^I don't know if Canon has a comparable setting, but one of the most value settings some Nikons offer for dark rides are in their Auto-ISO menu. This is the minimum shutter speed and ISO ceiling.

    What I generally do is select a shutter speed of around 1/60th of a second for my minimum shutter speed, a base ISO of around 800, and an ISO ceiling of around ISO 3200. What this does is, based on the aperture I've selected, only raise the ISO above 800 when the scene demands a shutter speed lower than 1/60th. Thus, if the camera would choose a shutter speed of 1/80th (with f/1.4 & ISO 800), it will use those settings. However, if the proper shutter speed with that same aperture and ISO would be 1/30th, it will instead keep the shutter speed at 1/60th and raise the ISO accordingly, up to ISO 3200. Once the proper exposure would require venturing below 1/60th AND above ISO 3200, it will stop raising the ISO and begin lowering the shutter speed below 1/60th.

    Hopefully that makes some sense. I think you would find that helpful, as it would prevent you from using overkill shutter speeds of 1/200 and above.

    My favorite lens for dark rides is the Sigma 30 1.4 for crop sensors. However, I've also used the Nikon 70-200 2.8, Tokina 11-16 2.8, and my fisheye. When using the 2.8 lenses, I usually set the ISO ceiling to 6400. I've achieved some decent results on more difficult dark rides with these lenses (see below):


    The Pinnacle of 'Classic' EPCOT Center by Tom Bricker (WDWFigment), on Flickr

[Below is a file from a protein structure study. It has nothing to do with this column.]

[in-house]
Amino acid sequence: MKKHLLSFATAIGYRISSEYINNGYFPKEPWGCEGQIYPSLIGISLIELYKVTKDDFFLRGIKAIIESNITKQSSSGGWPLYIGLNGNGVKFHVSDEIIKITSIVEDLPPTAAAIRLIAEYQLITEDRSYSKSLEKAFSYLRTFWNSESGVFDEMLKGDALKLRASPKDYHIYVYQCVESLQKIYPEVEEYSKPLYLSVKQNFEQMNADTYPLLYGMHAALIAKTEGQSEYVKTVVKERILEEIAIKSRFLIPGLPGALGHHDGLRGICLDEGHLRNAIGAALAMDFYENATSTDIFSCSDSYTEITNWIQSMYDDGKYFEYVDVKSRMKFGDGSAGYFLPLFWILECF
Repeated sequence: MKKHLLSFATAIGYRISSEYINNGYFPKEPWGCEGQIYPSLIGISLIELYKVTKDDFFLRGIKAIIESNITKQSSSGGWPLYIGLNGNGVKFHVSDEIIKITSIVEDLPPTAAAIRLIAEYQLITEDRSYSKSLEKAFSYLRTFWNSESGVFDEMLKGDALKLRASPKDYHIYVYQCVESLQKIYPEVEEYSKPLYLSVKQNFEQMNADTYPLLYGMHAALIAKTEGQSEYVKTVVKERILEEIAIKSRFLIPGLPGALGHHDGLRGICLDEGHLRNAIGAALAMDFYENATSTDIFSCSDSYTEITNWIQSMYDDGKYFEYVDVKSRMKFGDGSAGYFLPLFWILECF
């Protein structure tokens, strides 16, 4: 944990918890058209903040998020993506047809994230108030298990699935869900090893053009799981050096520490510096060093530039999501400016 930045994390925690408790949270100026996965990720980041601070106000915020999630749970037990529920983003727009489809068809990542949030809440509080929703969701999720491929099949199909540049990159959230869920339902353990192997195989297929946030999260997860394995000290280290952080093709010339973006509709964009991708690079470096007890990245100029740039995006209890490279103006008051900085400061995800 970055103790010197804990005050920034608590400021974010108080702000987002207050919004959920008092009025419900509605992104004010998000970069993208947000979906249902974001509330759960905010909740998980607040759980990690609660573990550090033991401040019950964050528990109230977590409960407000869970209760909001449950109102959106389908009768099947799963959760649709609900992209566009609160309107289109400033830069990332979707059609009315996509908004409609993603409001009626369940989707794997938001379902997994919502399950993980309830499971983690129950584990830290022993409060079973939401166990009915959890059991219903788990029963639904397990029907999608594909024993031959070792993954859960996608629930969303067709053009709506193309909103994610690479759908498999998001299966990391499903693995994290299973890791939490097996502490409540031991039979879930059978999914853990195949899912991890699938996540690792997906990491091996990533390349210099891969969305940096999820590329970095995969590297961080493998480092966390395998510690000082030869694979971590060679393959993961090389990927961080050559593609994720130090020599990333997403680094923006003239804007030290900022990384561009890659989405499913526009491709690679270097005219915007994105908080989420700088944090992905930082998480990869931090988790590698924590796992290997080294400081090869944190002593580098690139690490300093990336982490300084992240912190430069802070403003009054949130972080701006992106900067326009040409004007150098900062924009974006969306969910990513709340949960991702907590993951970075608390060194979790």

Good Luck, Space Rangers! by Tom Bricker (WDWFigment), on Flickr


    Ultra Wide Angle SSE by Tom Bricker (WDWFigment), on Flickr


    Feel the Flow... by Tom Bricker (WDWFigment), on Flickr

    I also manual focus most of the time on dark rides. Sure, it stinks when I miss the focus, but it isn't nearly as want-to-throw-my-camera-into-the-bayou frustrating as it is when the camera hunts and hunts for focus when trying to capture the POTC helmsman. For whatever reason, I've found that MF is a must for Peter Pan's Flight (the most difficult WDW dark ride, in my opinion):


    Manual Focus, for the win! by Tom Bricker (WDWFigment), on Flickr

    Overall, great shots and advice! Definitely an excellent tutorial!

  11. #1046

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    Re: The Disneyland Photo of the Day...

    I have never heard of the feature Tom has mentioned, but I shoot canon so it may be because it isn't offered for us. I will be looking into this. Thanks Tom for the info!

  12. #1047

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    Re: The Disneyland Photo of the Day...

    Quote Originally Posted by WDWFigment View Post
    ^I don't know if Canon has a comparable setting, but one of the most value settings some Nikons offer for dark rides are in their Auto-ISO menu. This is the minimum shutter speed and ISO ceiling.

    What I generally do is select a shutter speed of around 1/60th of a second for my minimum shutter speed, a base ISO of around 800, and an ISO ceiling of around ISO 3200. What this does is, based on the aperture I've selected, only raise the ISO above 800 when the scene demands a shutter speed lower than 1/60th. Thus, if the camera would choose a shutter speed of 1/80th (with f/1.4 & ISO 800), it will use those settings. However, if the proper shutter speed with that same aperture and ISO would be 1/30th, it will instead keep the shutter speed at 1/60th and raise the ISO accordingly, up to ISO 3200. Once the proper exposure would require venturing below 1/60th AND above ISO 3200, it will stop raising the ISO and begin lowering the shutter speed below 1/60th.

    Hopefully that makes some sense. I think you would find that helpful, as it would prevent you from using overkill shutter speeds of 1/200 and above.